Culture

Why HIV and AIDS Affect Black Women Disproportionately

Mon., Apr. 2, 2012 10:14 AM EDT
by Terry Shropshire

Why are African Americans, particularly black women, so disproportionately infected with HIV and AIDS in the U.S.? More importantly, why do blacks still seem to exemplify a laissez-faire attitude about the devastating disease, and what is being done to prevent and treat the malady?

According to the Centers for Disease Control and Prevention, the first cases of AIDS in women were documented in 1983 when the country viewed the disease as mainly an ailment that affected white gay men and intravenous drug users. It’s no coincidence that the first two documented cases of AIDS in women were a black and a Latina.

The seriousness of the AIDS epidemic still failed to alarm the majority of African Americans in the 1980s and 1990s when high-profile black celebrities became infected with HIV or died of AIDS. Max Robinson, the first black news anchorman, was one of the first African American celebrities to openly admit his status shortly before he died in 1988. His death was followed by that of tennis star Arthur Ashe, who died from AIDS in 1993, and the rapper Eazy-E, who died in 1995.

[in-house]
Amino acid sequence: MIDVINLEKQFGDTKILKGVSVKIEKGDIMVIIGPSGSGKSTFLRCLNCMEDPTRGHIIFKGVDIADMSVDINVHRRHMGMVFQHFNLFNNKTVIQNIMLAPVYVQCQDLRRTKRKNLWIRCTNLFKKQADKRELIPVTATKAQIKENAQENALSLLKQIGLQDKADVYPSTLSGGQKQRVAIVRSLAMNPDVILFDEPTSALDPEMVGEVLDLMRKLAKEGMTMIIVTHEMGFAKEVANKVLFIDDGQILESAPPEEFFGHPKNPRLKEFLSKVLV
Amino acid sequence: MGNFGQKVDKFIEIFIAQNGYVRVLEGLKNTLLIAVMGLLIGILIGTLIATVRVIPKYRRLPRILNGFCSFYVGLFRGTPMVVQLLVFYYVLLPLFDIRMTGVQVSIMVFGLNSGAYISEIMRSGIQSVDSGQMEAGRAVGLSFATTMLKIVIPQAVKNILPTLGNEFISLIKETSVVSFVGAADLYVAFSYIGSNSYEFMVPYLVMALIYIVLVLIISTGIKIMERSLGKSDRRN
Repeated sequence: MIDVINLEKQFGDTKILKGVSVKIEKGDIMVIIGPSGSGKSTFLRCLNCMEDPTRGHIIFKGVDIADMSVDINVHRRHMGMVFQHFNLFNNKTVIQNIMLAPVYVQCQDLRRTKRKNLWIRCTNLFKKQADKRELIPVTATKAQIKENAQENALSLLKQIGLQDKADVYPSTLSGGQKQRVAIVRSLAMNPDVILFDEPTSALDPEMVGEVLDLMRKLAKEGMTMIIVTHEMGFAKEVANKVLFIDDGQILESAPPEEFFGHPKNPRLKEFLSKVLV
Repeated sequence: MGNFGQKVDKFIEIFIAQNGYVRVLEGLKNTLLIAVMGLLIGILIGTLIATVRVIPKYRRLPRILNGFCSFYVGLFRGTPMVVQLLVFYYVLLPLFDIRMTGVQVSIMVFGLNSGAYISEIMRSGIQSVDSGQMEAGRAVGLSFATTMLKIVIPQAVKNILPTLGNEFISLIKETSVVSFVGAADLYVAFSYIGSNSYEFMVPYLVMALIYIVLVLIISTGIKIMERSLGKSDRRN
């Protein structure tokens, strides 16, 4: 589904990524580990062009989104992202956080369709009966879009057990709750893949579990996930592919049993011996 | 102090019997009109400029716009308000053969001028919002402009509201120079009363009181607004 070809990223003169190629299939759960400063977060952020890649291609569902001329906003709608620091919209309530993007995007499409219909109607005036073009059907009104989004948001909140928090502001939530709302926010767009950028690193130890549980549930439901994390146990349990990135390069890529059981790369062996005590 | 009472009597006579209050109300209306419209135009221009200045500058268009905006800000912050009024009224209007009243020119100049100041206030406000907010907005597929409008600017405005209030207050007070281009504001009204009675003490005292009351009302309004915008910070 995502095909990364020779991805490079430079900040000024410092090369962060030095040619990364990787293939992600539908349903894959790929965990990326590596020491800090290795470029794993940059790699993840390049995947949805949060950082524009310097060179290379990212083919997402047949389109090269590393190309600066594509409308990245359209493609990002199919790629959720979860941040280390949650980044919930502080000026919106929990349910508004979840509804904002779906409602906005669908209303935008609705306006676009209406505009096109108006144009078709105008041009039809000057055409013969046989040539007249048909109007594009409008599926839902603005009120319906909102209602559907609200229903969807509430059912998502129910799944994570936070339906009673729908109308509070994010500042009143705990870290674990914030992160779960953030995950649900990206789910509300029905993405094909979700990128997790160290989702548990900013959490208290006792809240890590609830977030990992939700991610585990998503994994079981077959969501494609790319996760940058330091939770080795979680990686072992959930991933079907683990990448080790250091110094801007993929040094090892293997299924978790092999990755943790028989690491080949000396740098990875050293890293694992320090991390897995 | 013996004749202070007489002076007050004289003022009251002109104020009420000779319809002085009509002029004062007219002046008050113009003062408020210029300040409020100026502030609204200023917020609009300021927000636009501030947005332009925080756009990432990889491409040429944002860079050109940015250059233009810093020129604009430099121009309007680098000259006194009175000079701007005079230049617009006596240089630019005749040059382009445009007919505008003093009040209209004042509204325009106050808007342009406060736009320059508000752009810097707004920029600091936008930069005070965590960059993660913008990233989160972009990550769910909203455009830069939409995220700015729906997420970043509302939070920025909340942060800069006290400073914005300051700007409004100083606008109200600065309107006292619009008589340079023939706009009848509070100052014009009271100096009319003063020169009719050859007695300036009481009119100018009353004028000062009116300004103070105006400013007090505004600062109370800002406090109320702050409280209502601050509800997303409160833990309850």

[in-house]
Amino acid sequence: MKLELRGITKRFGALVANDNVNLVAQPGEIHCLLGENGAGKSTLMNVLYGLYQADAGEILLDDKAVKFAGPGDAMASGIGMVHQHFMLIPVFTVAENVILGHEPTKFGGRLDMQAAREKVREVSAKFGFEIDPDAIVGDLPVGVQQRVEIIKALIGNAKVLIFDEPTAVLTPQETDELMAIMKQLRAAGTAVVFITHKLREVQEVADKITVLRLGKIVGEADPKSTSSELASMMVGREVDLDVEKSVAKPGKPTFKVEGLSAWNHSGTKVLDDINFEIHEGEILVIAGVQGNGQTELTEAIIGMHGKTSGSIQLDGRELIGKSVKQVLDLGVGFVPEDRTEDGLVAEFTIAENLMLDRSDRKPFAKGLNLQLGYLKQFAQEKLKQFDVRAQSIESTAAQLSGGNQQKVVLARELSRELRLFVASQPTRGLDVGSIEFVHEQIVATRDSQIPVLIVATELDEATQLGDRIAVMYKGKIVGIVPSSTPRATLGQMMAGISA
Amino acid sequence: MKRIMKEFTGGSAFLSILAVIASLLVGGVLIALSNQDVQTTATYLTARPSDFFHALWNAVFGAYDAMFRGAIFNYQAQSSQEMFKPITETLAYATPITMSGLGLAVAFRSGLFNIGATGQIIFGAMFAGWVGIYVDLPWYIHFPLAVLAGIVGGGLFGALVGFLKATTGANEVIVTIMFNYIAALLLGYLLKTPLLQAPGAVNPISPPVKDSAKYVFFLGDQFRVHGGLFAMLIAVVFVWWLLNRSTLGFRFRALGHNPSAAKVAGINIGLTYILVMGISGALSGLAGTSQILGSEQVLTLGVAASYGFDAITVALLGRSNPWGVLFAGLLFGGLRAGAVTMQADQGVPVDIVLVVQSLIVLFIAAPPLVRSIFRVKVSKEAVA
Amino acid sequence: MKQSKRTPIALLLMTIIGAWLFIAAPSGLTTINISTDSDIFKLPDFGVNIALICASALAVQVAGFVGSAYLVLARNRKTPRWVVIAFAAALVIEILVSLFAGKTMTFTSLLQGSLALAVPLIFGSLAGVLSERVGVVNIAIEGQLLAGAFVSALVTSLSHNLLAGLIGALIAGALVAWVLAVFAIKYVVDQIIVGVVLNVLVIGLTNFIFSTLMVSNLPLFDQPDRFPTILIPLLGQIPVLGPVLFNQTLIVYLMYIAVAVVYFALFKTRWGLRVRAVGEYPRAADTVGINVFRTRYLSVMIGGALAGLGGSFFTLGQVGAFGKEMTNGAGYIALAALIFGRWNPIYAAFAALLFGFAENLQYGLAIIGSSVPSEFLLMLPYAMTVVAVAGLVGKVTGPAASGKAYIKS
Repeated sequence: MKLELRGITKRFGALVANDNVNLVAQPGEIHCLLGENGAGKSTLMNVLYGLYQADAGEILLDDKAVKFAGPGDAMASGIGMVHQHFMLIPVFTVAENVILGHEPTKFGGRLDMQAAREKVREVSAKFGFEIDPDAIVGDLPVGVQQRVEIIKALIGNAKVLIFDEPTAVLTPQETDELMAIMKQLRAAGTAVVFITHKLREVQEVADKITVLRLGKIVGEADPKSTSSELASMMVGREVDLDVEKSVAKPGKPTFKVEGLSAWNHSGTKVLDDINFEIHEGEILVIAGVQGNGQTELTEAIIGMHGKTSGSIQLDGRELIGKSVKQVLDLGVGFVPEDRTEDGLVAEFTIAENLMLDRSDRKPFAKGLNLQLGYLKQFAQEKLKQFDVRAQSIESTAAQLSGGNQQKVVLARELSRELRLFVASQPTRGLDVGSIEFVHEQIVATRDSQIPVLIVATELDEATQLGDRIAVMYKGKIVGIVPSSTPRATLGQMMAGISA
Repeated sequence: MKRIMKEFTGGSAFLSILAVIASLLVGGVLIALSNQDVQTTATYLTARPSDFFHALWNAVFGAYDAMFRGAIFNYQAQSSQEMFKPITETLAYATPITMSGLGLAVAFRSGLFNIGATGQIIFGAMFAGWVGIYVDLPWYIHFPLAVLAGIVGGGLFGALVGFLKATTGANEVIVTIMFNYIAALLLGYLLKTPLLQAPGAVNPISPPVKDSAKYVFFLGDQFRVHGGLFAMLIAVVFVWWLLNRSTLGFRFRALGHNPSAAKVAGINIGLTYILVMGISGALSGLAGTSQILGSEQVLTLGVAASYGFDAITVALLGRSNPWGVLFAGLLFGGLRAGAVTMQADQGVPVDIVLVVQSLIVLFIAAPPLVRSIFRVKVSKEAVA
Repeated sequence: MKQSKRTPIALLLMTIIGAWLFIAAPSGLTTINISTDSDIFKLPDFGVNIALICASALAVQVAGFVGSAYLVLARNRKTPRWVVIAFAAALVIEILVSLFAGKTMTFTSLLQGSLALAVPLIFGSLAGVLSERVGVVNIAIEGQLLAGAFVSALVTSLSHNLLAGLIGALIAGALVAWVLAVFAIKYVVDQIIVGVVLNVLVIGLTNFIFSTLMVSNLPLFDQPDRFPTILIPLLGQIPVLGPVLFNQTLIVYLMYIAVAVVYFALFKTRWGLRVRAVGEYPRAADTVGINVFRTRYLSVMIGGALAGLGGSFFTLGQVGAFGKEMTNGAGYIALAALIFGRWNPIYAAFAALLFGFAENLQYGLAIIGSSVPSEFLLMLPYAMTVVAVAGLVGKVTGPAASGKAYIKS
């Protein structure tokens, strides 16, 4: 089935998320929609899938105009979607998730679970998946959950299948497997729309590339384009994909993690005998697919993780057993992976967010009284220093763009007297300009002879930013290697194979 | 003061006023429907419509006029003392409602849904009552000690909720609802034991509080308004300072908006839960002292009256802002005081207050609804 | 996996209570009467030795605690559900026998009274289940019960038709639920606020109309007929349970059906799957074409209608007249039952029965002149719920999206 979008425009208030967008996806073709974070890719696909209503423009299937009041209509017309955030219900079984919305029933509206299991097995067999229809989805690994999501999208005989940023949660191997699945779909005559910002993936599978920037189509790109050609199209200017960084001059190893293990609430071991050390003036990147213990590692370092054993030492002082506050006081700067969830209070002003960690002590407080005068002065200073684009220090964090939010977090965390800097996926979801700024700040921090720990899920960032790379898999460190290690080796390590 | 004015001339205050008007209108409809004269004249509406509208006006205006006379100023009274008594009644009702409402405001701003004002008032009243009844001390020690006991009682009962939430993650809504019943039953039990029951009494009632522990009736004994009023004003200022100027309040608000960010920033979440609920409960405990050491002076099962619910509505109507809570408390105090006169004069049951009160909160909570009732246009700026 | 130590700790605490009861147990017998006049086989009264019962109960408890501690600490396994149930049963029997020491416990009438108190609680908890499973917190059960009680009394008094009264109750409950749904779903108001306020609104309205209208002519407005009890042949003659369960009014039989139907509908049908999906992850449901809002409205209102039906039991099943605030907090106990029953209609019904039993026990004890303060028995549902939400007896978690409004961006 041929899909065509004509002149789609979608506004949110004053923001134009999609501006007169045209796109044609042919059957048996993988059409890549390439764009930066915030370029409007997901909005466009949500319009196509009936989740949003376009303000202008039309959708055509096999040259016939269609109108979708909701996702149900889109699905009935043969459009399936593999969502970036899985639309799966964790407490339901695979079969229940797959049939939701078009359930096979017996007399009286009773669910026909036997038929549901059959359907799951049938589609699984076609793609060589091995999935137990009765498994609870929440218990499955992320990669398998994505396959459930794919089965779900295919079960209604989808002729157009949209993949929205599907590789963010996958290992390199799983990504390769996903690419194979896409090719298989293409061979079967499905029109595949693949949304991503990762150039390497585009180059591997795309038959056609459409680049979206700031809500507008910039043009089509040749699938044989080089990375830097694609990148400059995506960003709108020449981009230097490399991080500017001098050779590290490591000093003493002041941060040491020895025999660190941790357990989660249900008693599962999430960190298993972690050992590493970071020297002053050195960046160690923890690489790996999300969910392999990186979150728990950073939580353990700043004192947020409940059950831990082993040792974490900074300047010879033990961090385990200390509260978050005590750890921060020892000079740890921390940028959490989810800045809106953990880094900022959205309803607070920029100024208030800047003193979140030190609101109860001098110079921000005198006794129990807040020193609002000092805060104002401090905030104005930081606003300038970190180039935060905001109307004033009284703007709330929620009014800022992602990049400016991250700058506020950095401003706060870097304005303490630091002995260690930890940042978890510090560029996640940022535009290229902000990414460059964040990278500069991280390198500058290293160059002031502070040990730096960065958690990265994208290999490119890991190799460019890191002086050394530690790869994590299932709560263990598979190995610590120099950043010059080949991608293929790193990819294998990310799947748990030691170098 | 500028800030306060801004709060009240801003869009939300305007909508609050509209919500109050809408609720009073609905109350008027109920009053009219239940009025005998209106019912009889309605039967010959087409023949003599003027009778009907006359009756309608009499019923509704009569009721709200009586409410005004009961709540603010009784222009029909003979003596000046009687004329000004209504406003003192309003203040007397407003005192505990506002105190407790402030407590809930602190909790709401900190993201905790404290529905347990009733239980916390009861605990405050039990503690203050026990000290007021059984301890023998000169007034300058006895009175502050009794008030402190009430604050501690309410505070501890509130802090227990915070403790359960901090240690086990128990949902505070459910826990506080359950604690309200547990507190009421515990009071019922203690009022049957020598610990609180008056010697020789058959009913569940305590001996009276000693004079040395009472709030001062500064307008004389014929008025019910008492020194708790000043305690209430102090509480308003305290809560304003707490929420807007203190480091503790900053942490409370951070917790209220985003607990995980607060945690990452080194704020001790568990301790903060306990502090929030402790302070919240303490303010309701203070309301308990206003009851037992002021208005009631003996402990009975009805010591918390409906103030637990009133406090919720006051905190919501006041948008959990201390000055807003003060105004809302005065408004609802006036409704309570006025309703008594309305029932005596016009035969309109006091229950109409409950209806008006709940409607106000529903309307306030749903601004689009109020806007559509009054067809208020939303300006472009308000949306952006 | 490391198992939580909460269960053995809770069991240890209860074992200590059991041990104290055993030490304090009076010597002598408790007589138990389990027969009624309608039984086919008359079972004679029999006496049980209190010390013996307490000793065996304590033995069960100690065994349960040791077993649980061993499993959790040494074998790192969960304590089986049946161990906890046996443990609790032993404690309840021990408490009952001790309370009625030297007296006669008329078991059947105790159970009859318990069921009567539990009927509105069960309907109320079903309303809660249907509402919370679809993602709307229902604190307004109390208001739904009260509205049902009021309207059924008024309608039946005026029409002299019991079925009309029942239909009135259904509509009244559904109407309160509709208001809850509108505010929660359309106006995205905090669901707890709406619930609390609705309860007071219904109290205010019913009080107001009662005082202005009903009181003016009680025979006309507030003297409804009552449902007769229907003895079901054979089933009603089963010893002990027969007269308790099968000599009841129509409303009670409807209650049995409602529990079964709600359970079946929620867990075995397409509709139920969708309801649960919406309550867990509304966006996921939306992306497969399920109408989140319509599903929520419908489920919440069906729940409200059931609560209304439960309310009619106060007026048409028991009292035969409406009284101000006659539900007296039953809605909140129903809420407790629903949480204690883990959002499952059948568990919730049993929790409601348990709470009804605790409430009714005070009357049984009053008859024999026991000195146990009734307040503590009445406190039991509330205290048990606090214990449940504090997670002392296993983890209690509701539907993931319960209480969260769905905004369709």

There was a short break from the apathy toward AIDS when the most famous HIV victim, Magic Johnson, was diagnosed with AIDS in 1991. His assertion that HIV “can happen to anyone” represented a greater understanding that AIDS was not just a ‘gay’ disease.

But the attention span to HIV and AIDs was tragically short, and the reckless lifestyle commenced soon thereafter. This is despite the fact that black men made up a large percentage of the early AIDS cases.

But why are HIV and AIDS so prevalent in black America?

Following are some of the reasons.

terry shropshire

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